A Spot of Bother

The hydro system is pretty well self-governing, and I don’t get down to the turbine/generator bit very often.  I have a couple of indicator light bulbs to let me know what the power is and and where it is going that I can check at a glance as I walk by.  So all has been good for a couple of months without attention so I decide it is about time for a bit of grease to the bearings.  I get down there and all is humming nicely when I notice that there is a wobble on the shaft at one end.  Oh bugger!  I shut off the water supply and find one bearing has failed so the shaft started turning in the bearing and has worn away several mm of the shaft diameter and a few mm of the bearing inner ring.

knackered shaft end

The shaft was flapping around with 5mm of clearance instead of a very tight fit.  It doesn’t reduce the power output, and doesn’t show up at all on the indicator lights at the control center.

Which leads me to a historical note about the invention of the turbine type I am using called a ‘Pelton Wheel’.  In about the early 20th century, an engineer called Mr Pelton was employed by a mining company operating in remote parts to provide electrical power for a mine.  He had a similar problem to mine but where the bearing failure was catastrophic, completely severed one end of the shaft so that the turbine with buckets like deep bowls was skewed at a considerable angle to the incoming jet of water.  His reaction was probably the same as mine.  Oh bugger, lots of work here!  But he noticed that to his consternation, it was actually producing more power.  Totally stuffed, yet working better.  WTF?  A mechanic would have fixed it to how it had been before, but an engineer like Pelton had to know why.  He realised that preserving the momentum of the water jet and smoothly guiding it round 180 degrees, doubled the amount of energy extracted from the water jet.  The Pelton wheel is the most efficient engine known at over 90%.

That was for nerds, the rest of you can tune in again.  So on Saturday I have to shut down the hydro.  Murphy’s Law strikes again as it is 2 days before I can get parts.  The shaft has to be rebuilt with the ground down end built up with welding beads of stainless steel, then turned down to exact size on a quality lathe so there is an interference fit of a few thousandths of a millimetre.  I can’t bodge that bit.  So early Monday morning I take the shaft to Atherton for a re-build.  At this point I have to admit to a blunder.  The bearings I took off were covered with grease and muck, so I got an old and clean one out of the drawer to take to town to buy new ones at the bearing shop.  They looked at the numbers and gave me the exact same bearings.  I went to the engineering company and told them to re-build the weld for this brand new bearing which I gave them, which they did excellently and in the same day.  I got home and presented the bearings to the shaft, and it fitted like a brick in a shirt sleeve.  What has gone wrong here??  After staring at the offending pieces of steel for a long time, it occurs to me to check sizes with my vernier gauge.  The new machined end is exactly 1 inch.  The other end is 25mm.  A difference of 0.4mm.  I had forgotten that 30 years ago I’d widened the turbine case to increase efficiency and installed a new longer metric shaft.  I had grabbed an ancient bearing from the drawer of the old imperial size from the previous shaft.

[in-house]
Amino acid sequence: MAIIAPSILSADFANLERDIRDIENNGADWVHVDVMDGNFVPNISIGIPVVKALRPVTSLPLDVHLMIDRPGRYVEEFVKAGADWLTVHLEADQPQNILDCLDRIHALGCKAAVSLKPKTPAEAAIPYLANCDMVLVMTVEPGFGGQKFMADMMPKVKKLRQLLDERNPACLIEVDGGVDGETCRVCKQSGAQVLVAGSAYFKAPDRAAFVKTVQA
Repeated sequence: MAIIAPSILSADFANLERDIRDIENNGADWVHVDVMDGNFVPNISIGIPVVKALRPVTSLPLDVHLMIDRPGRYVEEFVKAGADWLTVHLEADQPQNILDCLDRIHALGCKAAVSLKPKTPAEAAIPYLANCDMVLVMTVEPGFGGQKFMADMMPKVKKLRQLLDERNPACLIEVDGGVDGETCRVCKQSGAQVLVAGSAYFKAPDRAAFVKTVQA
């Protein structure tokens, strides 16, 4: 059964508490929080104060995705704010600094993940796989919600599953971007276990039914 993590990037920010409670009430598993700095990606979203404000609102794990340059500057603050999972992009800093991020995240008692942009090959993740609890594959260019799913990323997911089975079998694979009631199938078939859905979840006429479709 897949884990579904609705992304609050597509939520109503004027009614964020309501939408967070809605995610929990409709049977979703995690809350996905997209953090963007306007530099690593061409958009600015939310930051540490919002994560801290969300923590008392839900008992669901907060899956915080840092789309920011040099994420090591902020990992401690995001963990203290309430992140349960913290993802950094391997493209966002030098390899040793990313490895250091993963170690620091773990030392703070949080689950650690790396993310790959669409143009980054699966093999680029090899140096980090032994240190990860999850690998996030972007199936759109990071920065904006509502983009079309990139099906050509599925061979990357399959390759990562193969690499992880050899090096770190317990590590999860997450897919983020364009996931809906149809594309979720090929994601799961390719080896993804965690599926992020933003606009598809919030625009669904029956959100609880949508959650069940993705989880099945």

parts machined and ready for assembly

In the end all works well, except for the ugly fact I have one metric bearing and one imperial bearing on the same shaft.  This is many orders of magnitude different from a similar balls-up of imperial and metric units that saw a 4 billion US dollar Mars lander crash because it actually though it was going to land 3km below the surface.  It took an army of engineers and a host of committees to make that blunder.  I did it all by myself.  I was $65 out of pocket.  Not even that really, as I have now got spare new bearings for each end.

Once I had the machined shaft and suitable custom bearings for each end, it only took me 3 hours to reassemble and put back on-line.  But 5 days in all because it happened on a Saturday and there were only 3 metric self-aligning bearings in FNQ, so I had to wait on transport.  In the mean time the system was kept going quite OK by the solar panels despite the fact there was a lot more cloud than sun.  I did have a problem pulling the pulley wheel off the shaft with my gear pullers.  In fact total failure.  I had to carry the whole shaft assembly up the hill (several breathers on the way), to set up a circular anvil (the massive body of the old generator) to smash the shaft out of the pulley with a sledge hammer.  A bit of good old-fashioned heavy engineering.  It might surprise some people that I actually like doing this sort of shit.  Especially at the end when I have won and defeated those obstinate chunks of metal.


  1. I am stunned with admiration Mr. T. Thanks to Mr. Pelton, your substantial patience, your grim determination to beat the buggers, your engineering education, your fierce loyalty to DIY, your lateral thinking, and your strength of body and mind to complete the task, you did it!! If only I’d been born a male, had your education and experiences, your genes, your outlook, your mentality – then I could have defeated those obstinate chunks of metal too!

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